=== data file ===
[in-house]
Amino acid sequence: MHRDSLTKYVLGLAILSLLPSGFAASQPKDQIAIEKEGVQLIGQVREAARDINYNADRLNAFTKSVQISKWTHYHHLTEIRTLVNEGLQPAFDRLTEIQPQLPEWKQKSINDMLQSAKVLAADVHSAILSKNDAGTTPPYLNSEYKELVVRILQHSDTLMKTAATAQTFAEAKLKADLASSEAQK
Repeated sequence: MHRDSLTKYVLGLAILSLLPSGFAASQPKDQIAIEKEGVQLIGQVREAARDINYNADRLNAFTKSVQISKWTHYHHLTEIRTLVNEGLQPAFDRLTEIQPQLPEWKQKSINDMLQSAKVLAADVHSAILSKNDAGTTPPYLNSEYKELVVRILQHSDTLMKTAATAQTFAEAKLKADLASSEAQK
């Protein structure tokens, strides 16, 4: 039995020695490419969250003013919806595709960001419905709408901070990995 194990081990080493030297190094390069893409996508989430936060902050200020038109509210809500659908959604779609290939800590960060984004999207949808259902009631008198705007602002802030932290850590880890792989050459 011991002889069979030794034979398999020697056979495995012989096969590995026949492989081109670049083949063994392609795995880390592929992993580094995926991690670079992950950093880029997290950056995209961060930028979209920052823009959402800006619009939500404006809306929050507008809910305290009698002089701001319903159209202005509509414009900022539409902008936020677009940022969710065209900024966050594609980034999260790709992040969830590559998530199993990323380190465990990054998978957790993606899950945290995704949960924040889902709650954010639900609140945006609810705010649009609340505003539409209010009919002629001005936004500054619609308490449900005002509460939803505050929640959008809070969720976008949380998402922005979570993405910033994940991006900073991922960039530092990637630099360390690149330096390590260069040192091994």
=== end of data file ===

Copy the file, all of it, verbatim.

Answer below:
[in-house]
Amino acid sequence: MHRDSLTKYVLGLAILSLLPSGFAASQPKDQIAIEKEGVQLIGQVREAARDINYNADRLNAFTKSVQISKWTHYHHLTEIRTLVNEGLQPAFDRLTEIQPQLPEWKQKSINDMLQSAKVLAADVHSAILSKNDAGTTPPYLNSEYKELVVRILQHSDTLMKTAATAQTFAEAKLKADLASSEAQK
Repeated sequence: MHRDSLTKYVLGLAILSLLPSGFAASQPKDQIAIEKEGVQLIGQVREAARDINYNADRLNAFTKSVQISKWTHYHHLTEIRTLVNEGLQPAFDRLTEIQPQLPEWKQKSINDMLQSAKVLAADVHSAILSKNDAGTTPPYLNSEYKELVVRILQHSDTLMKTAATAQTFAEAKLKADLASSEAQK
């Protein structure tokens, strides 16, 4: 039995020695490419969250003013919806595709960001419905709408901070990995 194990081990080493030297190094390069893409996508989430936060902050200020038109509210809500659908959604779609290939800590960060984004999207949808259902009631008198705007602002802030932290850590880890792989050459 011991002889069979030794034979398999020697056979495995012989096969590995026949492989081109670049083949063994392609795995880390592929992993580094995926991690670079992950950093880029997290950056995209961060930028979209920052823009959402800006619009939500404006809306929050507008809910305290009698002089701001319903159209202005509509414009900022539409902008936020677009940022969710065209900024966050594609980034999260790709992040969830590559998530199993990323380190465990990054998978957790993606899950945290995704949960924040889902709650954010639900609140945006609810705010649009609340505003539409209010009919002629001005936004500054619609308490449900005002509460939803505050929640959008809070969720976008949380998402922005979570993405910033994940991006900073991922960039530092990637630099360390690149330096390590260069040192091994």